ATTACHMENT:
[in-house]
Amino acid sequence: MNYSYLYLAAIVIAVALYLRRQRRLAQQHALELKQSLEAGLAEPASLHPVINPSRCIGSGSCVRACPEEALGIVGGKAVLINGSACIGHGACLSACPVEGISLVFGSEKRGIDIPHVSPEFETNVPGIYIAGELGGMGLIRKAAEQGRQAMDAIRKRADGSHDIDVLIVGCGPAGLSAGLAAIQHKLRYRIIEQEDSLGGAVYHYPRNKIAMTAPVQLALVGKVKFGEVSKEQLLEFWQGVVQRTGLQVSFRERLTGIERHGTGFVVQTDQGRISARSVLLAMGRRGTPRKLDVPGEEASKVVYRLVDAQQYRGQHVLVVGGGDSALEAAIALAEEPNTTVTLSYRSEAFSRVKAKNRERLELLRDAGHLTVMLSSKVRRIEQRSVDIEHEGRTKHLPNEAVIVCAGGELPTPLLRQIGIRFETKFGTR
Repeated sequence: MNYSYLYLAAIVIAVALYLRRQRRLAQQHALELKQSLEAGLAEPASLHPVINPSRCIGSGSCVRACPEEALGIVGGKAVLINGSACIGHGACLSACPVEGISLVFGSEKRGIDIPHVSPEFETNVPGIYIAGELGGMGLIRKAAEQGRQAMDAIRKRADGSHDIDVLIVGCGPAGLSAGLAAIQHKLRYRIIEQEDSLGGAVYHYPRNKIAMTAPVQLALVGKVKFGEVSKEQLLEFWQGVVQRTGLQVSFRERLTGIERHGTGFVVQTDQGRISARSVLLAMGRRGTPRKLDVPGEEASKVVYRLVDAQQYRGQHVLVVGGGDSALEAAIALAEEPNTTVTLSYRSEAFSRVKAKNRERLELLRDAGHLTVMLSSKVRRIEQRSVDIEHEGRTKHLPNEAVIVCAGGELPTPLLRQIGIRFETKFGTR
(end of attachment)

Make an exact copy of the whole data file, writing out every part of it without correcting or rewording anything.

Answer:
[in-house]
Amino acid sequence: MNYSYLYLAAIVIAVALYLRRQRRLAQQHALELKQSLEAGLAEPASLHPVINPSRCIGSGSCVRACPEEALGIVGGKAVLINGSACIGHGACLSACPVEGISLVFGSEKRGIDIPHVSPEFETNVPGIYIAGELGGMGLIRKAAEQGRQAMDAIRKRADGSHDIDVLIVGCGPAGLSAGLAAIQHKLRYRIIEQEDSLGGAVYHYPRNKIAMTAPVQLALVGKVKFGEVSKEQLLEFWQGVVQRTGLQVSFRERLTGIERHGTGFVVQTDQGRISARSVLLAMGRRGTPRKLDVPGEEASKVVYRLVDAQQYRGQHVLVVGGGDSALEAAIALAEEPNTTVTLSYRSEAFSRVKAKNRERLELLRDAGHLTVMLSSKVRRIEQRSVDIEHEGRTKHLPNEAVIVCAGGELPTPLLRQIGIRFETKFGTR
Repeated sequence: MNYSYLYLAAIVIAVALYLRRQRRLAQQHALELKQSLEAGLAEPASLHPVINPSRCIGSGSCVRACPEEALGIVGGKAVLINGSACIGHGACLSACPVEGISLVFGSEKRGIDIPHVSPEFETNVPGIYIAGELGGMGLIRKAAEQGRQAMDAIRKRADGSHDIDVLIVGCGPAGLSAGLAAIQHKLRYRIIEQEDSLGGAVYHYPRNKIAMTAPVQLALVGKVKFGEVSKEQLLEFWQGVVQRTGLQVSFRERLTGIERHGTGFVVQTDQGRISARSVLLAMGRRGTPRKLDVPGEEASKVVYRLVDAQQYRGQHVLVVGGGDSALEAAIALAEEPNTTVTLSYRSEAFSRVKAKNRERLELLRDAGHLTVMLSSKVRRIEQRSVDIEHEGRTKHLPNEAVIVCAGGELPTPLLRQIGIRFETKFGTR